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· Registered
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Discussion Starter · #1 · (Edited)
I just finished replacing my vacuum hoses this morning on my V6. It took a couple hours, but at least half of that time was cobbling together a solution for a mistake I made.

I used the vacuum hose kit from ECStuning. It's currently on sale for $10. You'll need another 10 feet or so of 3.5 mm tubing if you want to replace all the vacuum hoses.

flat screw driver to pry hose off fittings
10 mm bolt driver to remove solenoid plate
sharp cutting object to cut hose to length
pliers to easily move hose clamps.
torx driver to remove drive unit

Take off the center engine cover.

The vacuum tubing is primarily on the plate on the top center. There is also a tube that runs down the right side of the engine to the blue waterbottle like contraption in the driver's wheel well, and a hose that runs down the left side of the engine to the "Drive Unit" on the front of the engine, underneath the ignition coils.

Unbolt the three 10 mm bolts that hold down the plate and disconnect the three electrical connections to the solenoids. They're color coded so you don't have to worry about labeling them. Rotate the plate up. You can see where I repaired a hole with some duct tape.

The connections are all pretty obvious. The greenish hose went under the plate and connected to the green colored solenoid. The check valve output (duct tape repaired) wraped around the back and connected to a T underneath the plate. I tried to take a photo of the T here:

The other side of the T connects to the round silver valve on the top right corner of the engine. I didn't replace anything below the T because that looked tight and there were one-time use clamps.

Replace the hoses on the plate. If you use the VW kit it is not put together correctly, so you'll have to disassemble it and use the hose pieces the way that works best. Make sure the check valve is pointing the right direction. The T on the far right connects to the blue solenoid and the other port connects all the way to the blue water bottle thing in the front wheel well.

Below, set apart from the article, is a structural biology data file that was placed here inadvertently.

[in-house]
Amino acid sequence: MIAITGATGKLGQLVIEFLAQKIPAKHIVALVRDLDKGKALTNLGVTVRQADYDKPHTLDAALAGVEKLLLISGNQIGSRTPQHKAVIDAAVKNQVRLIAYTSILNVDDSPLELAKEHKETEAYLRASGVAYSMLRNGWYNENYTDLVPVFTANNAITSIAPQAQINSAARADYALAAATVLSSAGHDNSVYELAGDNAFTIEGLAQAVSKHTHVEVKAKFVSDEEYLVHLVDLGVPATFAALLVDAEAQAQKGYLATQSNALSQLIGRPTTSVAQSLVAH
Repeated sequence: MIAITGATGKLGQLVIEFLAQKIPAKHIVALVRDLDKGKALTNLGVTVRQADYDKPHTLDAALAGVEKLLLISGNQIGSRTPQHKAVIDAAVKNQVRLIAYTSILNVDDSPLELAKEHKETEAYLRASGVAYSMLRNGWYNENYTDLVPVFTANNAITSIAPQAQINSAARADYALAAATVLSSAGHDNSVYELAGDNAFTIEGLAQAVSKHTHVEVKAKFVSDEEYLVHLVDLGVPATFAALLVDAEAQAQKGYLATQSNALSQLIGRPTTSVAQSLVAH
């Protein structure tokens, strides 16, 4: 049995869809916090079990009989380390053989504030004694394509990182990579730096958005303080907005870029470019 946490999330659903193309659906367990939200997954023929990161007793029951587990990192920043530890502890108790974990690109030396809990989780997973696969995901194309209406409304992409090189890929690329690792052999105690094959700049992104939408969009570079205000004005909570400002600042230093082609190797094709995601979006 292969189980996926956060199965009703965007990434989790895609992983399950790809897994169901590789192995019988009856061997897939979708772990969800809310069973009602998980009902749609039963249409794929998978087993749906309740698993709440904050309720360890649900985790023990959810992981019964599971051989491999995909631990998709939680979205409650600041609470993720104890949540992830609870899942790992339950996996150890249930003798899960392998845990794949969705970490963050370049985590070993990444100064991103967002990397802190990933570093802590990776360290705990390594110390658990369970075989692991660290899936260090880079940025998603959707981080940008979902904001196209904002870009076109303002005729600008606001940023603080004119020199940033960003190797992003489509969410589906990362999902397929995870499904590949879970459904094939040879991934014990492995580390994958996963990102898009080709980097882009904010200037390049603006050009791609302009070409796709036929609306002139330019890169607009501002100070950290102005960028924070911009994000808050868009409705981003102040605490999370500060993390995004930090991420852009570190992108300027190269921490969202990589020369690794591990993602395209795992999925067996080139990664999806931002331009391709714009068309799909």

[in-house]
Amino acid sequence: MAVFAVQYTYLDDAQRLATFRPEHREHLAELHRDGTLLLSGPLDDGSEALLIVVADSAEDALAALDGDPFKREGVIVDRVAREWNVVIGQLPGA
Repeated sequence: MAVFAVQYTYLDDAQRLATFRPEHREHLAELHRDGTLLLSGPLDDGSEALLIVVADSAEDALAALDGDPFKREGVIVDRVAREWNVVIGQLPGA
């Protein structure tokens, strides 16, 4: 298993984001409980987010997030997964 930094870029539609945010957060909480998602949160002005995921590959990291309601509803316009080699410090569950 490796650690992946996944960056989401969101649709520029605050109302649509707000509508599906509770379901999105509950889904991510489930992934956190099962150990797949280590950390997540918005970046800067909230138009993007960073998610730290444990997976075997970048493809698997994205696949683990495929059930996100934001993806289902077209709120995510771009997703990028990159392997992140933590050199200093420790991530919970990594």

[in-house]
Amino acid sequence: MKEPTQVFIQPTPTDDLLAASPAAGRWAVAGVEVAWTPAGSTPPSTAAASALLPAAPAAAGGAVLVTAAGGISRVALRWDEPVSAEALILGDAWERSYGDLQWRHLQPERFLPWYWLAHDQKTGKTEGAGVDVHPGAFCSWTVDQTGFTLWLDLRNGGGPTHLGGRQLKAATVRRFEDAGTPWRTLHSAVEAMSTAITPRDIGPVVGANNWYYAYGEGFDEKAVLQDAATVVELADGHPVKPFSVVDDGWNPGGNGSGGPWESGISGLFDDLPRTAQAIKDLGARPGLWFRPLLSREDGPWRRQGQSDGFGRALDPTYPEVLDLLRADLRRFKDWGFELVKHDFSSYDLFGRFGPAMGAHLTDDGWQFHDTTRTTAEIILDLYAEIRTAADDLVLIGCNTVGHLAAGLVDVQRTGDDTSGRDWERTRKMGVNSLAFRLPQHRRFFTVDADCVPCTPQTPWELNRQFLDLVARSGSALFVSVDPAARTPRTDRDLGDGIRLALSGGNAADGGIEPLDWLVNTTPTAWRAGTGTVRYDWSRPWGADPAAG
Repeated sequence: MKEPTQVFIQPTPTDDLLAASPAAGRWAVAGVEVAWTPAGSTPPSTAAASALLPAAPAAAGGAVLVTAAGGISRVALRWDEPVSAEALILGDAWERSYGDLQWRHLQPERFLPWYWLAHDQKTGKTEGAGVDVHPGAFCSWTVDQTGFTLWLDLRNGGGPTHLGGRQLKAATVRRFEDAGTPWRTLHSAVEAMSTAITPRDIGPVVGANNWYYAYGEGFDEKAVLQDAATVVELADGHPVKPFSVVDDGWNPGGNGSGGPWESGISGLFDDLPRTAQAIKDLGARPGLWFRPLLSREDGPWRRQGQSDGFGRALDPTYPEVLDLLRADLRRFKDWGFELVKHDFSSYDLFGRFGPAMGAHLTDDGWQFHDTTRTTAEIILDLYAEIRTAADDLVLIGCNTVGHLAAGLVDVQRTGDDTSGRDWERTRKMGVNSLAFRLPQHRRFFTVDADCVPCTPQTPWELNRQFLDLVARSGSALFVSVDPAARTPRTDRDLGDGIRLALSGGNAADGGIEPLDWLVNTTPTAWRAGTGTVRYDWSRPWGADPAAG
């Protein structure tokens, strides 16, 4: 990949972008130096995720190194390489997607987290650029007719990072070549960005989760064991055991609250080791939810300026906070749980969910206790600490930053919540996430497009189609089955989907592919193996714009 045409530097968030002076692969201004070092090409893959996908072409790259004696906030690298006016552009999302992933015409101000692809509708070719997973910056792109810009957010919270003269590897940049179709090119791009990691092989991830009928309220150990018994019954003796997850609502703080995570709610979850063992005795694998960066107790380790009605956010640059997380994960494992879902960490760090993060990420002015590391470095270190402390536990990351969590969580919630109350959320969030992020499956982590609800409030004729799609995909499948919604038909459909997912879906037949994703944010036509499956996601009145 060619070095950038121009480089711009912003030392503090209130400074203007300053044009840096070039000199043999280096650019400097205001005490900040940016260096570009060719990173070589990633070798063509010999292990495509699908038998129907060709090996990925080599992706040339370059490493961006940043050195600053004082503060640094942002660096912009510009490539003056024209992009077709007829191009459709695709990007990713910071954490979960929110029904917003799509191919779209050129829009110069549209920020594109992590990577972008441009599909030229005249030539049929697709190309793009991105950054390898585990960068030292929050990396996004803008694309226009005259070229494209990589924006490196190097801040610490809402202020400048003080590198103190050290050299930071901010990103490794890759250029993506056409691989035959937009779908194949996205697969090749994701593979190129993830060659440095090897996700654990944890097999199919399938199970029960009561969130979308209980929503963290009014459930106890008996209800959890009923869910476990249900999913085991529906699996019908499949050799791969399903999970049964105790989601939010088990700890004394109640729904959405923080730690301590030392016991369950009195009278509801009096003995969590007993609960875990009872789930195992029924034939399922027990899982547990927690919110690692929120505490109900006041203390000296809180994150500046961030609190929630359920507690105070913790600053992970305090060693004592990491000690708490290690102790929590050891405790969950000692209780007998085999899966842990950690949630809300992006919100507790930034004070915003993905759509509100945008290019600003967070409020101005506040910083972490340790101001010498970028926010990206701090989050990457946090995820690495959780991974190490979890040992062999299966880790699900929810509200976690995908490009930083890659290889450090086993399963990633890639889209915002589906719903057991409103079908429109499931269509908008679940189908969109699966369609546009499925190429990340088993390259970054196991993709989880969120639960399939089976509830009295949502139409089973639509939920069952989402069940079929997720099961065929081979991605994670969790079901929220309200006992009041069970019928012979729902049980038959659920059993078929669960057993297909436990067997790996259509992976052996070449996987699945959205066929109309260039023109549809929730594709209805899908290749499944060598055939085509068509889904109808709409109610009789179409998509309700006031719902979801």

Snake the new hose all the way up there.

The vacuum hose to the blue waterbottle was very brittle and broke several times when I took it out.

At this point you can bolt the plate back down and reattach the solenoid wires. The final vacuum connection is from the blue solenoid to the Drive Unit. This is the tough one. You can see the unreplaced hose here:

I don't have any photos for this part... This vacuum hose attaches to the left side of the Drive Unit, and if you follow the hose you can see the connection. The best way to get to the Drive Unit is to remove the three ignition wires to the left side of the engine, and remove the four bolts holding the ignition coils down. This will allow you to swing the ignition coils out of the way to the right.

The Drive Unit is attached to the block with two T30 (?) Torx bolts. Take them out, but be careful when removing the unit because there is a spring between it and the block. One it's removed you can see the vacuum hose appear to disappear into the vacuum side. It is attached to a small round fitting that is recessed into the unit. There is no barb, so the vacuum hose should pull off, but if it doesn't DON'T FORCE IT. I tried cutting down the hose a little bit but I didn't cut all the way to the end and when I pulled on the hose it broke off the tube. Something like an Xacto knife would be really helpful here. The part is like $300 from the dealer, but I've cobbled something together and hopefully it holds.

Connect the new vacuum hose, rebolt the Drive Unit onto the block, snake the hose all the way up to the solenoid and connect it, and reinstall the ignition coils and wires.

You're done. If you want to be complete there are vacuum hoses that connect from the Green solenoid output T to each combi valve. To get good access to the right one unbolt the coolant tank, disconnect the sensor, remove the right engine cover, and it's right there. To get to the left one you need to remove the air hose. You can fit your left hand down and pull the hose off the left side of the combi valve.

Hopefully this is helpful. Good luck!

· in dire need of an organic chemistry lesson
2,620 Posts
Hopefully this is helpful.
This may be useful to those with a V6. Mine is not and I need desperately to change the worn out vac hose. I have tried many times to replace it myself but the darn thing is very hard to reach.

It would be really helpful if someone (like yourself) could give a pictorial step-by-step instruction as how to replace vac hose on 1.8T.
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